In older Windows versions from MS-DOS 6.2 to Windows 98, the MS-DOS command SCANDISK was used to check for and repair disks. It could check the File Allocation Table (FAT), file system structure and linkage, FAT drive metadata as well as the physical sectors or clusters on the disk.
Since Windows XP, the operating system needed NTFS-formatted disks. So, this older process is already obsolete and Microsoft replaced it with the newer CHKDSK command or program. It can perform the same scan and repair process for all types of disks/drives and more.
You can run this app through the graphical interface or using a command-line interface like Command Prompt.
Using the Graphical User Interface
Windows provides an option to check a disk or drive in its properties. It is the default way you can run this process through a graphical interface. However, this process can not perform a hardware-level scan. It only checks the file system structure, linkage, and records as well as security descriptors on the disk.
- Press Windows key + E to open File Explorer and go to This PC.
- Right-click on the disk/drive that you wish to scan or check.
- Select Properties and then go to the Tools tab.
- Click on Check under Error checking and then Scan drive.
- If it detects any errors, select Repair Drive to attempt to fix them.
- After that, you can click on Show Details if you want more details on the errors that the process found and repaired. It shows the repair log inside the Event Viewer.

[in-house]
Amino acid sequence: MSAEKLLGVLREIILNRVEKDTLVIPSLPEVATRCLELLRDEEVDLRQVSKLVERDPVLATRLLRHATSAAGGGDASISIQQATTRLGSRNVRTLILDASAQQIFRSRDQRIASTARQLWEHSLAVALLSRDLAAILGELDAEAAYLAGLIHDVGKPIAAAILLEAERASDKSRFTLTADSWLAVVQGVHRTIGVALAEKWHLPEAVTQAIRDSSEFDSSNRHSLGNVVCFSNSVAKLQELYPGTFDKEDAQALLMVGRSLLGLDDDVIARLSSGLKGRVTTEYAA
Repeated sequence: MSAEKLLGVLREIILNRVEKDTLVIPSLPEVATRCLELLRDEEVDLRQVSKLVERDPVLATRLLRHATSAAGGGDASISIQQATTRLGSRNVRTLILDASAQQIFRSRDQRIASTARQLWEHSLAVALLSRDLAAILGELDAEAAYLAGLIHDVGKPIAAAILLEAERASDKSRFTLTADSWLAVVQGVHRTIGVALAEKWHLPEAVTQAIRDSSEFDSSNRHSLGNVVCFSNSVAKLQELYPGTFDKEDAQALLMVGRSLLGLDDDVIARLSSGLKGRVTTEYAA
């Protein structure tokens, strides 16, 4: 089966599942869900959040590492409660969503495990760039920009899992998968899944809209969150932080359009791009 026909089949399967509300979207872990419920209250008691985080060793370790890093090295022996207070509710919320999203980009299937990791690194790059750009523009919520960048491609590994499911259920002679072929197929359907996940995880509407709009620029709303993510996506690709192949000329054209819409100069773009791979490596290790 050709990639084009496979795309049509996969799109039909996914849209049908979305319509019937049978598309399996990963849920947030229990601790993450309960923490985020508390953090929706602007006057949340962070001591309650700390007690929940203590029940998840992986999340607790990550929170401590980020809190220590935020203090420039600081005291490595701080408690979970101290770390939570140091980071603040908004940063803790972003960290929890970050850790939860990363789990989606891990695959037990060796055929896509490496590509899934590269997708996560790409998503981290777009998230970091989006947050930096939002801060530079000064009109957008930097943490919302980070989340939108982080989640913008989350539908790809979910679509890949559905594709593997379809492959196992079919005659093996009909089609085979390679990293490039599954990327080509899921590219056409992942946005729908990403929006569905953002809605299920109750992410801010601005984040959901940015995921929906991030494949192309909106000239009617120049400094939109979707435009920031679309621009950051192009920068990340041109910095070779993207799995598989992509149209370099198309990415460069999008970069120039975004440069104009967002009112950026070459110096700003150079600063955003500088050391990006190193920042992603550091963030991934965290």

Using Command Prompt
Another way you can scan or check a disk on Windows is by using the CHKDSK command. Unlike with the above process, you get many options while using this command-line method. It is because you need to use different optional flags along with the command to check a drive and individual flags specify different options.
/f– It checks the disk or drive for logical errors such as file system structure errors, problems in file name index and linkage, and issues with security descriptors and data attributes.
/r– Along with everything that /f does, /r also checks for bad sectors or clusters in the used as well as free space on the drive. If it detects such clusters, it marks them as unavailable so that no processes or data will use these corrupt clusters.
/x– Attempts to dismount the drive to prevent read/write operations on the drive. This way, other processes won’t affect the CHKDSK scan and vice versa.
/?– Describes the CHKDSK command, shows the syntax, and lists all flags along with their description.
You also need to specify a disk while using the command. Otherwise, it will check the system drive (usually C:).
- Open Run by pressing Windows key + R.
cmdand press Ctrl + Shift + Enter to open the Elevated Command Prompt.
- Enter the command
chkdsk /f E:while replacing E: with the actual drive letter. If you want to perform a deeper disk scan, use the command
chkdsk /r E:instead.
- Confirm the prompts and wait for the process to finish. If you want to scan your system drive or any drive that is currently in use, you may need to restart your PC.
You can also use this command on the Windows Recovery Environment’s Command Prompt. However, the drive letters will be temporarily reassigned in this case. So, you need to determine the drive letter first. The complete process is as follows:
- Boot into Advanced Startup.
- Go to Troubleshoot > Advanced options > Command Prompt.
- Enter the commands below:
list volume(check the drive letter for the drive you wish to scan by checking the size)
chkdsk /r D:(you can use any other drive letter or flag/s depending on your need)